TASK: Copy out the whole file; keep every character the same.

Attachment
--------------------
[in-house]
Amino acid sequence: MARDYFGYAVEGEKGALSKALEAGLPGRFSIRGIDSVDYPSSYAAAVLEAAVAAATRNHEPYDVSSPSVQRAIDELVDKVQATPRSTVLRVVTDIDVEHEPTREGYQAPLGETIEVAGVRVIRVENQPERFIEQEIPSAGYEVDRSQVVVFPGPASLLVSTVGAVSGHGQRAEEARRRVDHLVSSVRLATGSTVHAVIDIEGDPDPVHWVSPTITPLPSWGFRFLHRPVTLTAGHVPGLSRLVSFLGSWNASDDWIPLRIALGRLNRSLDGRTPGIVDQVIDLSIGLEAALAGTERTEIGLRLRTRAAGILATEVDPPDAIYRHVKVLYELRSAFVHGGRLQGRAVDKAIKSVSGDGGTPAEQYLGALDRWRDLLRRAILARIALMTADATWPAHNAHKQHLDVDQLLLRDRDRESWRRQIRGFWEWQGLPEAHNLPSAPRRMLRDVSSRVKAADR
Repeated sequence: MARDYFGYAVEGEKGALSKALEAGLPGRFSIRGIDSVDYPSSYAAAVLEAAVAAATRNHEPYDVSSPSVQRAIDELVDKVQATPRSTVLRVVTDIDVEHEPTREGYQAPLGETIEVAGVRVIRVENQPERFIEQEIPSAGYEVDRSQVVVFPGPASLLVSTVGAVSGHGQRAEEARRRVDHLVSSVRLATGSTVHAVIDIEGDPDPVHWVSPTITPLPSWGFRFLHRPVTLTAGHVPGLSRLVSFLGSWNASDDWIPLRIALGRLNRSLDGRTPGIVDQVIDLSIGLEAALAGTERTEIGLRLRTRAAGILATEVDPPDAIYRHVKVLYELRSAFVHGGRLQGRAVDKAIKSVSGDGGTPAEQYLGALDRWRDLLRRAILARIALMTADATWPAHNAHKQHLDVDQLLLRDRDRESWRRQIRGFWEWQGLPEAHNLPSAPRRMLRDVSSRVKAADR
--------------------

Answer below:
[in-house]
Amino acid sequence: MARDYFGYAVEGEKGALSKALEAGLPGRFSIRGIDSVDYPSSYAAAVLEAAVAAATRNHEPYDVSSPSVQRAIDELVDKVQATPRSTVLRVVTDIDVEHEPTREGYQAPLGETIEVAGVRVIRVENQPERFIEQEIPSAGYEVDRSQVVVFPGPASLLVSTVGAVSGHGQRAEEARRRVDHLVSSVRLATGSTVHAVIDIEGDPDPVHWVSPTITPLPSWGFRFLHRPVTLTAGHVPGLSRLVSFLGSWNASDDWIPLRIALGRLNRSLDGRTPGIVDQVIDLSIGLEAALAGTERTEIGLRLRTRAAGILATEVDPPDAIYRHVKVLYELRSAFVHGGRLQGRAVDKAIKSVSGDGGTPAEQYLGALDRWRDLLRRAILARIALMTADATWPAHNAHKQHLDVDQLLLRDRDRESWRRQIRGFWEWQGLPEAHNLPSAPRRMLRDVSSRVKAADR
Repeated sequence: MARDYFGYAVEGEKGALSKALEAGLPGRFSIRGIDSVDYPSSYAAAVLEAAVAAATRNHEPYDVSSPSVQRAIDELVDKVQATPRSTVLRVVTDIDVEHEPTREGYQAPLGETIEVAGVRVIRVENQPERFIEQEIPSAGYEVDRSQVVVFPGPASLLVSTVGAVSGHGQRAEEARRRVDHLVSSVRLATGSTVHAVIDIEGDPDPVHWVSPTITPLPSWGFRFLHRPVTLTAGHVPGLSRLVSFLGSWNASDDWIPLRIALGRLNRSLDGRTPGIVDQVIDLSIGLEAALAGTERTEIGLRLRTRAAGILATEVDPPDAIYRHVKVLYELRSAFVHGGRLQGRAVDKAIKSVSGDGGTPAEQYLGALDRWRDLLRRAILARIALMTADATWPAHNAHKQHLDVDQLLLRDRDRESWRRQIRGFWEWQGLPEAHNLPSAPRRMLRDVSSRVKAADR